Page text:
Easy sausage and pepper casserole

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Bert’s perfectly happy to go back to school after the Christmas break, so long as he can have another hundred years off first. I feel the same.

Today, we walked around the park with Ray, and Bert talked to me with his characteristic laconic earnestness about the problems of swimming (‘water gets up my noz-holes even when I wear my gobbles’). There is a bittersweet gorgeousness to a small child – not just in their malapropisms and bun-plump cheeks, but in the sense that they are not properly living within time yet. They sit solidly in the moment, and everything else is a hundred years away. It feels like there’s a wormhole rush of time around their stout little beings, and your future nostalgia whips you in the face as it passes at speed. It makes some moments so icily sweet that they give you brain freeze.

When we got back in, Bert put back on the pyjamas he’d reluctantly taken off to walk the dog and I put this in the oven and made cheese on toast. Bert ruminated on how cheese on toast was probably Ray’s favourite thing in the world (‘but he eats horse poo and his breath is so bad it makes my ears hurt’) and we made owls out of toilet roll middles and penguins out of Actimel bottles.

Serves 3-4

6-8 sausages

1 red pepper, sliced

1 orange pepper, sliced

1 tin of chopped tomatoes

Olive oil

Salt and pepper

Brown the sausages in a little olive oil in a large saucepan that has a lid. Meanwhile heat the oven to 150. When the sausages are nicely coloured, add the red and orange peppers and the tinned tomatoes, swilling the tin out with water and adding maybe a quarter or a third of that to the pot. Season and bring to a fast simmer. Pop the lid on and slow cook in the oven for 3-4 hours. The sausages will be soft and tender (a winner with four-year-olds – ‘I cut it without a fork, Mum!’) and the sauce rich and sweet. You may need to ladle a little oily liquor off at the end (depends how fatty the sausages are, perhaps?). Serve with mash and corn on the cob, and a game of Bird Bingo,

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Fish stew

fish stew

Grumpy face. Got even grumpier in the few seconds after this photo was taken.

I looked at the fish pie mix in the fridge, thought about yet another fish pie and felt uninspired. This is a simplified version of a bouillabaisse.

Serves 3

1 glug olive oil

1 dessert spoon butter

1 onion, chopped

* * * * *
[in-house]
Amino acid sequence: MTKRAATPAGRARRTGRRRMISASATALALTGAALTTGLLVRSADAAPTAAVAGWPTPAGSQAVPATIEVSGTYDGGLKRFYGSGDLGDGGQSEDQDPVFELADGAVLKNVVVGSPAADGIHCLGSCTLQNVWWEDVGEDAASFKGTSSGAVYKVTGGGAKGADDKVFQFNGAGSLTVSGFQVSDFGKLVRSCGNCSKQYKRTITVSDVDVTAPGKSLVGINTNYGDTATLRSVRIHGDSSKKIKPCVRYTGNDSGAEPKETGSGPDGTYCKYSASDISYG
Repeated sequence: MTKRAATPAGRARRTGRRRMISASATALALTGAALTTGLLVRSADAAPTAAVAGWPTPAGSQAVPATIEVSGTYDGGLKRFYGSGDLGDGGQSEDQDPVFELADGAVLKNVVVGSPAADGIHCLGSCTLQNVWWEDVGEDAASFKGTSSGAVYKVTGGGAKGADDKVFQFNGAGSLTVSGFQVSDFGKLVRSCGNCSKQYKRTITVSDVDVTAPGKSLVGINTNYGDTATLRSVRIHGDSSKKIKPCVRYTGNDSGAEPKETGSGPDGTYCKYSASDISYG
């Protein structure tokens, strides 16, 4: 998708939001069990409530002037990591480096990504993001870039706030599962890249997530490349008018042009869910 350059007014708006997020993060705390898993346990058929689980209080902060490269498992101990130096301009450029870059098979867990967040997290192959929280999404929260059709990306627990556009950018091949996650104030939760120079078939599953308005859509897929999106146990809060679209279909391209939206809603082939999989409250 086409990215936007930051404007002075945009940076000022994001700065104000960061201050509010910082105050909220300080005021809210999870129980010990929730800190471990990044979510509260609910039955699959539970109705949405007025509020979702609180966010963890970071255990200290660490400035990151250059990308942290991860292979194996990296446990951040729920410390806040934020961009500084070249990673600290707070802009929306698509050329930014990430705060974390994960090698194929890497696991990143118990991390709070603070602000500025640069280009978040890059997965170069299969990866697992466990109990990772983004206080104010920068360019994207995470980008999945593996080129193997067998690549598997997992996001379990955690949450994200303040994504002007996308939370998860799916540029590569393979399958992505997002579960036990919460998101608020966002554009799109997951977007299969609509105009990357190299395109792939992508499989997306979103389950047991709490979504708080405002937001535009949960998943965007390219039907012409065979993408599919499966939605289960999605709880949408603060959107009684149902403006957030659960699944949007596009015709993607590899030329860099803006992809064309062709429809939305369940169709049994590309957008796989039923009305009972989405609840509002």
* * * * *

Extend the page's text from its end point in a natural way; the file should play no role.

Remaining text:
2 big garlic cloves, crushed

A few tarragon leaves, chopped (or some dried tarragon)

1 yellow pepper, roughly chopped

2 carrots, roughly chopped

1 can chopped tomatoes

1 dessert spoon tomato puree

1 pinch saffron

Salt and pepper

1 fish pie mix (salmon, cod, smoked fish)

Squeeze of the juice of half a lemon (another good reason to have a G&T later)

1 dessert spoon of butter

Melt the butter and oil and then cook the onion and garlic gently till transparent, then add the tarragon, veg, saffron, seasoning, tomato puree and tinned tomatoes (and half a can of water from the tap). Bring to the boil and then either simmer for 40 minutes or so, or slow cook (I put my in the Aga slow cooker for 3 hours). At that point, puree it, add the lemon juice and extra butter and tip in the fish, cooking till it’s tender – about 10-15 minutes.

We had ours with bread and butter.

Ratatouille

ratatouille

Served 3.5 as a side dish

1 small aubergine, diced into 1cm cubes

2 medium-large tomatoes, diced into 1cm cubes

1 small onions, diced into reasonably large pieces – about 1cm cubed

1 large red pepper, diced into 1cm cubes

2 cloves garlic, crushed Olive oil

Chopped oregano – leaves from a couple of sprigs, chopped

Fry the onion and garlic till soft then add the rest of the veg, diced into equally sized pieces. I was basically aiming for the same quantity of each veg, so start with your aubergine and attempt to match. Stir through the herbs and a dash more olive oil and simmer on a really low heat for as long as you have – a couple of hours at least.

I did it in the Aga simmering oven, where, I saw on Facebook, a friend used to keep their baby lamb as a child. Either it really is a very cool oven or that baby lamb was beautifully slow cooked. Or both.

We had ours with roast lamb (which the last story makes me feel a little queasy about) and had there been any leftovers, I planned to give it to Bert for lunch with some alphabet pasta in some sort of homage to tinned seventies childhood food.